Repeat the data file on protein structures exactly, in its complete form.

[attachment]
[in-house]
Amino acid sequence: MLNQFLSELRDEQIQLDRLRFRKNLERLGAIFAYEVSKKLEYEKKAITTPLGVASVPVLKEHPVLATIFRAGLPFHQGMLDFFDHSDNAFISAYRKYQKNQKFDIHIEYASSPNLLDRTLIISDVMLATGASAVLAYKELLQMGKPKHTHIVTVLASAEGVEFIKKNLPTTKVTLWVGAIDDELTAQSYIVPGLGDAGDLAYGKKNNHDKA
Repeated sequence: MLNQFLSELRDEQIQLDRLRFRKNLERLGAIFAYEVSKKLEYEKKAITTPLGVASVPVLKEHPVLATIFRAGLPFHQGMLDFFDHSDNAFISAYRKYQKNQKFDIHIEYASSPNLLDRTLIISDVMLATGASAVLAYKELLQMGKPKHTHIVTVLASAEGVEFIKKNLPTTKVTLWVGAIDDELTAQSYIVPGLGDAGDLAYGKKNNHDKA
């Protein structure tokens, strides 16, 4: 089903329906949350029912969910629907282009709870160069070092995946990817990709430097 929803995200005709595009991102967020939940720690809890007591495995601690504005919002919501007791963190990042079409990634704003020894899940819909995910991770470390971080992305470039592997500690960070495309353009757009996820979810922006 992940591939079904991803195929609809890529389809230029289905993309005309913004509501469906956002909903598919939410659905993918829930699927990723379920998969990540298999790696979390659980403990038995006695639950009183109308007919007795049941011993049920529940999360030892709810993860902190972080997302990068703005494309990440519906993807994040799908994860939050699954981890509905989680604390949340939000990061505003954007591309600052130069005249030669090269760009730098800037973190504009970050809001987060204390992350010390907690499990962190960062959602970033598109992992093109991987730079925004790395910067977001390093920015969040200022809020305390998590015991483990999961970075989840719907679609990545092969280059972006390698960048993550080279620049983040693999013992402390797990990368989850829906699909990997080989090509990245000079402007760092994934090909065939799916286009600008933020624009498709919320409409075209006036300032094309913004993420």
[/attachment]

[in-house]
Amino acid sequence: MLNQFLSELRDEQIQLDRLRFRKNLERLGAIFAYEVSKKLEYEKKAITTPLGVASVPVLKEHPVLATIFRAGLPFHQGMLDFFDHSDNAFISAYRKYQKNQKFDIHIEYASSPNLLDRTLIISDVMLATGASAVLAYKELLQMGKPKHTHIVTVLASAEGVEFIKKNLPTTKVTLWVGAIDDELTAQSYIVPGLGDAGDLAYGKKNNHDKA
Repeated sequence: MLNQFLSELRDEQIQLDRLRFRKNLERLGAIFAYEVSKKLEYEKKAITTPLGVASVPVLKEHPVLATIFRAGLPFHQGMLDFFDHSDNAFISAYRKYQKNQKFDIHIEYASSPNLLDRTLIISDVMLATGASAVLAYKELLQMGKPKHTHIVTVLASAEGVEFIKKNLPTTKVTLWVGAIDDELTAQSYIVPGLGDAGDLAYGKKNNHDKA
């Protein structure tokens, strides 16, 4: 089903329906949350029912969910629907282009709870160069070092995946990817990709430097 929803995200005709595009991102967020939940720690809890007591495995601690504005919002919501007791963190990042079409990634704003020894899940819909995910991770470390971080992305470039592997500690960070495309353009757009996820979810922006 992940591939079904991803195929609809890529389809230029289905993309005309913004509501469906956002909903598919939410659905993918829930699927990723379920998969990540298999790696979390659980403990038995006695639950009183109308007919007795049941011993049920529940999360030892709810993860902190972080997302990068703005494309990440519906993807994040799908994860939050699954981890509905989680604390949340939000990061505003954007591309600052130069005249030669090269760009730098800037973190504009970050809001987060204390992350010390907690499990962190960062959602970033598109992992093109991987730079925004790395910067977001390093920015969040200022809020305390998590015991483990999961970075989840719907679609990545092969280059972006390698960048993550080279620049983040693999013992402390797990990368989850829906699909990997080989090509990245000079402007760092994934090909065939799916286009600008933020624009498709919320409409075209006036300032094309913004993420």